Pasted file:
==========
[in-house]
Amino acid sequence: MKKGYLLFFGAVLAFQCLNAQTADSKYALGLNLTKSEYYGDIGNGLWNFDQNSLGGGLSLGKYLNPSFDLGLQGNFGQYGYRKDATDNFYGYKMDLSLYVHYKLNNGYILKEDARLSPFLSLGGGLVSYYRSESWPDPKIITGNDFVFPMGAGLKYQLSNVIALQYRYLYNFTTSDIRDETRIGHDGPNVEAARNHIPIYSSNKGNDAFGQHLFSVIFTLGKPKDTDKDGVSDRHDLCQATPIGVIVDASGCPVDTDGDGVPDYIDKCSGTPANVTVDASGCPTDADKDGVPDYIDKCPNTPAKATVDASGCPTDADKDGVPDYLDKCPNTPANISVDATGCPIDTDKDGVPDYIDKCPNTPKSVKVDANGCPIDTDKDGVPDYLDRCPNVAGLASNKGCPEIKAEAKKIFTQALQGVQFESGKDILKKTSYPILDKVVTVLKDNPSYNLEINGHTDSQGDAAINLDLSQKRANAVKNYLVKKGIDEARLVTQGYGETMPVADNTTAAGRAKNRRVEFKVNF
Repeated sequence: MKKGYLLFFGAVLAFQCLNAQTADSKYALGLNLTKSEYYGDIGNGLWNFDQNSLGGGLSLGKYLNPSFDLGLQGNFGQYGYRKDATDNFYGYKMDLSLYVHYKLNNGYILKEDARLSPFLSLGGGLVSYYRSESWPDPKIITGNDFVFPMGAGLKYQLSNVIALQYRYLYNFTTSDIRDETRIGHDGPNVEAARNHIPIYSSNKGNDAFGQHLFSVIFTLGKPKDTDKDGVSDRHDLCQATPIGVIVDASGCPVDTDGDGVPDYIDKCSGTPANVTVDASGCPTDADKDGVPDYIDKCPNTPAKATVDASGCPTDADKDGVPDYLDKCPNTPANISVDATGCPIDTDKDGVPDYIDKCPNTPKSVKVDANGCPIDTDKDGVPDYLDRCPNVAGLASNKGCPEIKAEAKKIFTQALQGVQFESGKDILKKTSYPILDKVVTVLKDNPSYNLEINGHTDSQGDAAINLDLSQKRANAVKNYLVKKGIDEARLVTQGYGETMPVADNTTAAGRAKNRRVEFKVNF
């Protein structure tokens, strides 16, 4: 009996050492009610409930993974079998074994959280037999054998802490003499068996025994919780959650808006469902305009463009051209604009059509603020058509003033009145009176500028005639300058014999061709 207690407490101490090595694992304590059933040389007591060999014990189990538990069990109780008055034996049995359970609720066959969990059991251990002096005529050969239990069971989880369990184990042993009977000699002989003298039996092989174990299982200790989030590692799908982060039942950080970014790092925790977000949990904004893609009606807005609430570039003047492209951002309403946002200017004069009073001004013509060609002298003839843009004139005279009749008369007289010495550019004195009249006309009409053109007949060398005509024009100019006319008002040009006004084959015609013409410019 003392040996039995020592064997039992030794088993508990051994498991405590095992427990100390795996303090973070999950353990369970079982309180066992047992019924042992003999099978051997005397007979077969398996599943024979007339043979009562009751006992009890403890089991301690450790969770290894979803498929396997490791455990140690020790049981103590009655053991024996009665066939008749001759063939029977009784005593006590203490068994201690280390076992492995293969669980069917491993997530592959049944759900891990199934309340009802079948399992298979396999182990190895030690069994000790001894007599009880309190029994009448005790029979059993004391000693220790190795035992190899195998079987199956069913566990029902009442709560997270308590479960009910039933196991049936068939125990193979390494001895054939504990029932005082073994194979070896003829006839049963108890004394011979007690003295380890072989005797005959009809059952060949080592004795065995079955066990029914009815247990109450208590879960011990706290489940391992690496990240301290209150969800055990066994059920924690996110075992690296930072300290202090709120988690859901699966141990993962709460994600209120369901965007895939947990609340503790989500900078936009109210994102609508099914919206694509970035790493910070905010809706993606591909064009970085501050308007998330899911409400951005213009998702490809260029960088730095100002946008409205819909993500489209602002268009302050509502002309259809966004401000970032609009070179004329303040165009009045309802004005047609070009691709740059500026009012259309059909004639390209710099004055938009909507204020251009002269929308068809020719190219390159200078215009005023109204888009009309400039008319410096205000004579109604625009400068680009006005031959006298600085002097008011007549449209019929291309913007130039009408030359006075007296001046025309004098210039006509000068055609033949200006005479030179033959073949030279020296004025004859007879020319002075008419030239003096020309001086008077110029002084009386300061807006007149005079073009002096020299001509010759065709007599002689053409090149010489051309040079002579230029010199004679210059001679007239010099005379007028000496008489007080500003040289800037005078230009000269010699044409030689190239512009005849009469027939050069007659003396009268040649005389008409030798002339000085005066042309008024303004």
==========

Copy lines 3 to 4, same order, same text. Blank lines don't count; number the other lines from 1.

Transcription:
Repeated sequence: MKKGYLLFFGAVLAFQCLNAQTADSKYALGLNLTKSEYYGDIGNGLWNFDQNSLGGGLSLGKYLNPSFDLGLQGNFGQYGYRKDATDNFYGYKMDLSLYVHYKLNNGYILKEDARLSPFLSLGGGLVSYYRSESWPDPKIITGNDFVFPMGAGLKYQLSNVIALQYRYLYNFTTSDIRDETRIGHDGPNVEAARNHIPIYSSNKGNDAFGQHLFSVIFTLGKPKDTDKDGVSDRHDLCQATPIGVIVDASGCPVDTDGDGVPDYIDKCSGTPANVTVDASGCPTDADKDGVPDYIDKCPNTPAKATVDASGCPTDADKDGVPDYLDKCPNTPANISVDATGCPIDTDKDGVPDYIDKCPNTPKSVKVDANGCPIDTDKDGVPDYLDRCPNVAGLASNKGCPEIKAEAKKIFTQALQGVQFESGKDILKKTSYPILDKVVTVLKDNPSYNLEINGHTDSQGDAAINLDLSQKRANAVKNYLVKKGIDEARLVTQGYGETMPVADNTTAAGRAKNRRVEFKVNF
């Protein structure tokens, strides 16, 4: 009996050492009610409930993974079998074994959280037999054998802490003499068996025994919780959650808006469902305009463009051209604009059509603020058509003033009145009176500028005639300058014999061709 207690407490101490090595694992304590059933040389007591060999014990189990538990069990109780008055034996049995359970609720066959969990059991251990002096005529050969239990069971989880369990184990042993009977000699002989003298039996092989174990299982200790989030590692799908982060039942950080970014790092925790977000949990904004893609009606807005609430570039003047492209951002309403946002200017004069009073001004013509060609002298003839843009004139005279009749008369007289010495550019004195009249006309009409053109007949060398005509024009100019006319008002040009006004084959015609013409410019 003392040996039995020592064997039992030794088993508990051994498991405590095992427990100390795996303090973070999950353990369970079982309180066992047992019924042992003999099978051997005397007979077969398996599943024979007339043979009562009751006992009890403890089991301690450790969770290894979803498929396997490791455990140690020790049981103590009655053991024996009665066939008749001759063939029977009784005593006590203490068994201690280390076992492995293969669980069917491993997530592959049944759900891990199934309340009802079948399992298979396999182990190895030690069994000790001894007599009880309190029994009448005790029979059993004391000693220790190795035992190899195998079987199956069913566990029902009442709560997270308590479960009910039933196991049936068939125990193979390494001895054939504990029932005082073994194979070896003829006839049963108890004394011979007690003295380890072989005797005959009809059952060949080592004795065995079955066990029914009815247990109450208590879960011990706290489940391992690496990240301290209150969800055990066994059920924690996110075992690296930072300290202090709120988690859901699966141990993962709460994600209120369901965007895939947990609340503790989500900078936009109210994102609508099914919206694509970035790493910070905010809706993606591909064009970085501050308007998330899911409400951005213009998702490809260029960088730095100002946008409205819909993500489209602002268009302050509502002309259809966004401000970032609009070179004329303040165009009045309802004005047609070009691709740059500026009012259309059909004639390209710099004055938009909507204020251009002269929308068809020719190219390159200078215009005023109204888009009309400039008319410096205000004579109604625009400068680009006005031959006298600085002097008011007549449209019929291309913007130039009408030359006075007296001046025309004098210039006509000068055609033949200006005479030179033959073949030279020296004025004859007879020319002075008419030239003096020309001086008077110029002084009386300061807006007149005079073009002096020299001509010759065709007599002689053409090149010489051309040079002579230029010199004679210059001679007239010099005379007028000496008489007080500003040289800037005078230009000269010699044409030689190239512009005849009469027939050069007659003396009268040649005389008409030798002339000085005066042309008024303004």